Dennis Christensen, a Jehovah's Witness accused of extremism, leaves after a court session in handcuffs in the town of Oryol, Russia January 14, 2019. He was detained by police in late May 2017, becoming the first Jehovah's Witness to be arrested after the Supreme Court's controversial ruling.
Al Jazeera's Rory Challands reports from Moscow.
According to the U.S. Commission on International Religious Freedom, Christensen and 15 Russian citizens were arrested in Oryol at a Jehovah's Witness prayer meeting on May 25, 2017, when the Federal Security Service (FSB) raided the building.
Jehovah's Witnesses are the target of an anti-extremism crackdown by the Russian state, which has banned much of its religious literature as extremist material.
In a report a year ago, Human Rights Watch accused the Russian authorities of carrying out a "sweeping campaign" of harassment and persecution against the movement.
Yaroslav Sivulsky, a spokesperson for the Jehovah's Witnesses, told Reuters that they consider the verdict to be unjust.Читайте также: Acting U.S. attorney general will testify before House panel
Reuters interviewed Christensen in his jail cell during breaks in the trial.
Earlier in the day, the court of the Russian city of Oryol convicted Christensen, who continued to head the community after it had been banned by the national legislation, of illegal religious activity.
"Deeply concerned by the sentencing of Dennis Christensen".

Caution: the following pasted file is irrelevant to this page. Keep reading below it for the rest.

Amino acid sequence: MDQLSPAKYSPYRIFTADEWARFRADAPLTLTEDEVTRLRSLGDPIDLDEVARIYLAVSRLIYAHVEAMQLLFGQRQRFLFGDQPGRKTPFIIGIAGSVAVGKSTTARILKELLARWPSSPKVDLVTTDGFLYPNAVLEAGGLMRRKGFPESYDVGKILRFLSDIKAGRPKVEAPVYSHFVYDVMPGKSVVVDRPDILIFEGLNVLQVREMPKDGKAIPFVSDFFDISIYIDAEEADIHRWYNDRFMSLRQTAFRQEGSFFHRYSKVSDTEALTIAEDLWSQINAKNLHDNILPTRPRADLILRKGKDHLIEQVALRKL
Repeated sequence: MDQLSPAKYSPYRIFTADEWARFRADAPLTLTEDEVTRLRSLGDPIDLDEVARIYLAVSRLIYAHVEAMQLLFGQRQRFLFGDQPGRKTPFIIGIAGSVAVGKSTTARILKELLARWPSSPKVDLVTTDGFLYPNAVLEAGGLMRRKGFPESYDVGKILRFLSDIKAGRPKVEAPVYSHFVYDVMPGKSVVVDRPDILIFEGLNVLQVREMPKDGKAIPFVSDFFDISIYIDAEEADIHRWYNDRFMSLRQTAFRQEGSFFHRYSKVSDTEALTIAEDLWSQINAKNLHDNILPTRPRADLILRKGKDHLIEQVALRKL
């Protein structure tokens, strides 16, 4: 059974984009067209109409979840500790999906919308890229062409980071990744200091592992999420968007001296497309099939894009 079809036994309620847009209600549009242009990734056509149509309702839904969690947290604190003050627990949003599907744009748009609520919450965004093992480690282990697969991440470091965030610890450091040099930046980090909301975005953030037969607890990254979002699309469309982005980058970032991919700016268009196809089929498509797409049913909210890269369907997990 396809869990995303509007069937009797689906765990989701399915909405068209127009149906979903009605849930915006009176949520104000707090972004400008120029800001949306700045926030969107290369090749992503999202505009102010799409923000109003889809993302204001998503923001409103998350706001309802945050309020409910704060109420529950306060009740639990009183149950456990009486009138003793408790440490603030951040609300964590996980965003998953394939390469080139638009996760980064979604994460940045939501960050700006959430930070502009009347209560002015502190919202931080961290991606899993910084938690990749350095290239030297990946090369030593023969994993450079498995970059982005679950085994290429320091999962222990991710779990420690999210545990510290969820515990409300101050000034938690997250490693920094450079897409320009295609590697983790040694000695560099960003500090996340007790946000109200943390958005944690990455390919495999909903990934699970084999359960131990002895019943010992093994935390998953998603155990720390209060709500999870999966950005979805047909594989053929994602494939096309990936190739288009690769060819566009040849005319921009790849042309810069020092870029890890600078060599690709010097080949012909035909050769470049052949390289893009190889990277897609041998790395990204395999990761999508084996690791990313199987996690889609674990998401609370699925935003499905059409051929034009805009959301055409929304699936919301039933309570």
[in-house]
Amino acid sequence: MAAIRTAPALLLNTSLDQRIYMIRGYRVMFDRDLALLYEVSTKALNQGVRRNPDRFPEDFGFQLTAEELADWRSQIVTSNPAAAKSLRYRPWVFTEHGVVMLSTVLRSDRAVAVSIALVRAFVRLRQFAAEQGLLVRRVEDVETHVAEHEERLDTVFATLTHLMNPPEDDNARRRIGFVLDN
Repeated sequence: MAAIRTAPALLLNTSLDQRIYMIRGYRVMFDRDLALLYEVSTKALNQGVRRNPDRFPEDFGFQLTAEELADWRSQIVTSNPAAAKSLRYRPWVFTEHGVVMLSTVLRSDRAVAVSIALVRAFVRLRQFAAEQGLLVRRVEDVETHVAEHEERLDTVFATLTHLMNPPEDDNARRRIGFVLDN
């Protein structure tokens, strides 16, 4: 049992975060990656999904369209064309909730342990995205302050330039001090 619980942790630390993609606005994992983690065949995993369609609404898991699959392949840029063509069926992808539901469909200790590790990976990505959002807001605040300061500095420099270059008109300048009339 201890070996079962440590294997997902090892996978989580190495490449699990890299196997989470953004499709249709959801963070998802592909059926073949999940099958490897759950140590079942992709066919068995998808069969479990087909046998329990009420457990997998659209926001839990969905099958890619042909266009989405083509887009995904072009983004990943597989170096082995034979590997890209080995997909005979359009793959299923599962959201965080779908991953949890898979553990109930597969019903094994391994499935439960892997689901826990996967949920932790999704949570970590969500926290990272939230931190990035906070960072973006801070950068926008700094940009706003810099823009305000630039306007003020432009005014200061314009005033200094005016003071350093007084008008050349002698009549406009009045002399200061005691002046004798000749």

Almost 100 members of the group face charges in Russian Federation, and more than 20 of them are in jail awaiting trial. His lawyers believe the verdict is unreasonable and will be appealing the decision.
In turn, Kremlin spokesman Dmitry Peskov promised to look into the situation with Christensen.
As a member of the Council of Europe and a party to the European Convention on Human Rights, Russia is obligated to protect the rights to freedom of religion and association. "It's shocking that in post-Soviet Russia authorities are putting people through the ordeal of a criminal investigation and prison for nothing more than peacefully practicing their faith". "It is sad that reading the bible, preaching, and living a moral way of life is again a criminal offense in Russia", Sivulskiy said in a public statement on Wednesday.При любом использовании материалов сайта и дочерних проектов, гиперссылка на обязательна.
«» 2007 - 2019 Copyright.
Автоматизированное извлечение информации сайта запрещено.
Код для вставки в блог
- Albert Finney dead: Celebrated actor dies aged 82
- Bahraini footballer to spend more months in Thai jail
- Ten dead in fire at football club ground in Brazil
- Nikola Mirotic reportedly headed to Bucks
- $900m drug bust exposes Mexico-Australia cartel ties
- Nick Foles Informs Eagles He Will Buy His Way Into Free Agency
- Edinburgh weather: Storm Erik to bring 70mph gusts and heavy rain
- Magic believe ‘sky's the limit’ for Markelle Fultz
- Equine flu crisis: biggest shutdown since foot and mouth hits racing
- Body taken from wreckage identified as Emiliano Sala